Although I have some thought about the way it may be done from a terminology perspective, I would like to hear from the guys who use ATC in their work.

@Rijnbeek, @abedtash_hamed, @schuemie, @ericaVoss, and others, your comments are highly appreciated.

(Christian Reich) #5

Well, easy: In Condition, we have the full hierarchy all the way up to the top dog “Clinical Finding”. No reason we cannot do that with Drugs. So, you can have a DRUG_EXPOSURE record “corticosteroid”, if that’s all we know about the patient and let this classification come in as a standard concept.

Problem is this: Classifications currently don’t follow the rule that we can have only one standard concept carrying the meaning. Instead, we can have many overlapping similar classifications in parallel. @Frank wrote a paper about the consequences that has in practice: These classifications don’t agree with each other. So, which corticosteroid do we pick?

If we were to extended the Drug Domain all the way up to the top concept “Drug”, we would have to take on one classification system and make that standard. ATC is a good candidate. Are we ready for that? Is ATC comprehensive? Unambiguous? Of high enough quality?

It actually is a good time, as FDB is rarely used, GPI was never implemented, NDF-RT went bust last year and VA Class has been dead even longer than that. The successor MED-RT hasn’t been implemented. Also, ATC is international. We could just abolish drug classifications altogether and create a combined ATC-RxNorm-RxNorm Extension universe.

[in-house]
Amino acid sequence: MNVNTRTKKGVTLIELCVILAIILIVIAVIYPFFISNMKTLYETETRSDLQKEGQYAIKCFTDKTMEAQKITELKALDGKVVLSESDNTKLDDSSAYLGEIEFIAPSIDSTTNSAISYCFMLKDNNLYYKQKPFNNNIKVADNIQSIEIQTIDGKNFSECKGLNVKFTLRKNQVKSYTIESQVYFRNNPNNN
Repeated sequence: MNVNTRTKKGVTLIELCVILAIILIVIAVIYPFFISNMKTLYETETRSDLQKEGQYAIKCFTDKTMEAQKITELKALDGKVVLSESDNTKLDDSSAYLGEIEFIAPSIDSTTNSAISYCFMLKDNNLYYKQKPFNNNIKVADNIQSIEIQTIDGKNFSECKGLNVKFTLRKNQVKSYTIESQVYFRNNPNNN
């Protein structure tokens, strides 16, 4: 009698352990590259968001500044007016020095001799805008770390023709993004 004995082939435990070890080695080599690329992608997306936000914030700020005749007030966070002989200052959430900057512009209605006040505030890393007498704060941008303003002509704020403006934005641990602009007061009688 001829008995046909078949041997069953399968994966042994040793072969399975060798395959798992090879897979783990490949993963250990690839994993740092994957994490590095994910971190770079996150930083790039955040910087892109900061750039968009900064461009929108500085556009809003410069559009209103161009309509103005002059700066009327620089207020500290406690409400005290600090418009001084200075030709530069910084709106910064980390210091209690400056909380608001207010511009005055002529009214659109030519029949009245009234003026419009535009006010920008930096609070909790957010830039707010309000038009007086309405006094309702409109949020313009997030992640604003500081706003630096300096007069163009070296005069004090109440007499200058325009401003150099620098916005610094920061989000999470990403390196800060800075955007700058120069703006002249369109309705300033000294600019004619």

(Rebecca) #6

Hi Christian and Anna, thanks for your replies! It seems I opened a larger discussion than I even intended to :slight_smile:

Re Anna’s question: "Why does the domain matter? And would it be more useful for you if these concepts were in the Drug domain but were non-standard?"

My use case is that I would like to use the domain to inform which table I map a HCPCS code into during ETL. So I would prefer for these concepts to be in the Drug domain but non-standard, so that I don’t map vaccines into my Procedure table.

(Rebecca) #7

Is there a better way to decide which table to map a HCPCS code into than to use the domain_id?

(Patrick Ryan) #8

We should always use the standard vocabulary concept domain_id to define which table source data will be placed. This is the only way to ensure that data are standardized in one singular, unambiguous location. If different organizations may different subjective choices of where to place each code, then no standardized analysis will be able to consistently retrieve this data element when trying to generate reliable evidence.

(Dmytry Dymshyts) #9

I think the reason is DRUG_ERA, we build it using Standard concepts.

(Christian Reich) #10

True. But there is no reason we would not continue doing that. Yes, we’d lose the ATCs, but there are not that many, and if somebody wants to aggregate all drugs to, say, ATC3 they can do that. In COHORT.

(Dmytry Dymshyts) #11

Doing what?

(Christian Reich) #12

Rolling up to Ingredient.